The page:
Sigma AF 150mm f/2.8 EX DG HSM APO macro - Review / Test Report - Analysis
Lens Reviews -
Canon EOS (APS-C)
Thursday, 27 December 2007 03:58
Page 2 of 3
Macro lenses are reknowned for minimal distortion and the 150mm f/2.8 APO EX is no
exception here - the degree is absolutely negligible.
On an APS-C DSLR such as the Canon EOS 350D vignetting is no significant issue. At infinity
focus and f/2.8 the problem may be visible in very critical scenes but this should be
a very rare event. From f/4 onwards there's basically no vignetting anymore. At close
focus distances the issue is even less pronounced.
In the lab the sample lens exhibited a very high potential. You may notice the rather
diplomatic summary here - more on this later. The MTF curve indicates a very high
performance straight from f/2.8 with little difference between the center and the
corners. The quality peaks at f/5.6 where the lens scratches or even exceeds the
resolution limits of the EOS 350D. Beyond that diffraction effects are limiting the
performance - this cannot be avoided and it is therefore a normal behaviour. Ok, that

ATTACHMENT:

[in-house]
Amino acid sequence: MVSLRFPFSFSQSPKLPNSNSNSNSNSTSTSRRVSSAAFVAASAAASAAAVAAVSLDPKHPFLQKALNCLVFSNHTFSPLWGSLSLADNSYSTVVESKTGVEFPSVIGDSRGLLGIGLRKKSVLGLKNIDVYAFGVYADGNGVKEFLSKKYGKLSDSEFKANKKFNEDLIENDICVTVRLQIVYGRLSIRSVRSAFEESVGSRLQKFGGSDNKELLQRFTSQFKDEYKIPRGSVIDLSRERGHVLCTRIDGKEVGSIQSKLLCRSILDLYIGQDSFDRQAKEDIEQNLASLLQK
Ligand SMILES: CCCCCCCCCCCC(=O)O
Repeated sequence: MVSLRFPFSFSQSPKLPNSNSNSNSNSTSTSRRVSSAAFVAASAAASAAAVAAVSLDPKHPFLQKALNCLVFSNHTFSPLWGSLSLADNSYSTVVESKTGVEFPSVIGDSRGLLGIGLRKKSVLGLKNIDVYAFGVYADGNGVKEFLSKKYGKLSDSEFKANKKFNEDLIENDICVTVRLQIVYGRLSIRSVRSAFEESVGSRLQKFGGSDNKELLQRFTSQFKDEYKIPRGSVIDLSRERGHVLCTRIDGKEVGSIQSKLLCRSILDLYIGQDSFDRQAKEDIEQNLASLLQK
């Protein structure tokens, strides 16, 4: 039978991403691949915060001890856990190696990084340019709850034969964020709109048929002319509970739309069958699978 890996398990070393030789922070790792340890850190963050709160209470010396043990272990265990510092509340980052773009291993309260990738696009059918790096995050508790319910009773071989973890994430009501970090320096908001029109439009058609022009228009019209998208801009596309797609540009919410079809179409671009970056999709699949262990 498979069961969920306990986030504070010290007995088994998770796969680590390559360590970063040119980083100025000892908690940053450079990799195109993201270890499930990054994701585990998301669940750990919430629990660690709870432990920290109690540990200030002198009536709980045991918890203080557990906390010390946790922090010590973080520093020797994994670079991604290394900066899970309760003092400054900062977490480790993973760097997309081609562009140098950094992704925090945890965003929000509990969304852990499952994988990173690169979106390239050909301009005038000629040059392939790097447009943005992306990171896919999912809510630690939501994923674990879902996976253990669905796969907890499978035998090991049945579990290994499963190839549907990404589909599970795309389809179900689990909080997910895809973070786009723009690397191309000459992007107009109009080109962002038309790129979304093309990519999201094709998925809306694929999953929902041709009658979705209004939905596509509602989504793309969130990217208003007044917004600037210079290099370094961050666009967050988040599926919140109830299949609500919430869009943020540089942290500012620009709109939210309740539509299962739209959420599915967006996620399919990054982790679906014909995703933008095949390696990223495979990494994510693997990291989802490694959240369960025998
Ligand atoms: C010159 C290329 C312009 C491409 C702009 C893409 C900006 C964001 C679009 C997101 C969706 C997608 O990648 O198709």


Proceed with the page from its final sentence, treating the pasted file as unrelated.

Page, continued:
was the good part ...
The bad message is that the sample lens showed a rather extreme degree of decentering
resulting in a very pronounced and disturbing drop in performance towards the upper
left corner which was visible up to f/5.6 (see also the first sample image in the
2nd row below - due to the vertical layout the decentering effect is visible to the
lower left here).
At f/2.8 the resolution was measured with 640 LW/PH here which is almost just
a third of the lower right image corner which was chosen instead for the MTF chart below.
This is probably an isolated incident with this specific sample lens but frankly it is
quite unacceptable for a lens in this price class.
Below is a simplified summary of the formal findings. The chart shows line widths
per picture height (LW/PH) which can be taken as a measure for sharpness.
If you want to know more about the MTF50 figures you may check out the corresponding
Typical for most fix-focals chromatic aberrations (color shadows at harsh contrast transitions)
are exceptionally well controlled and no issue to worry about.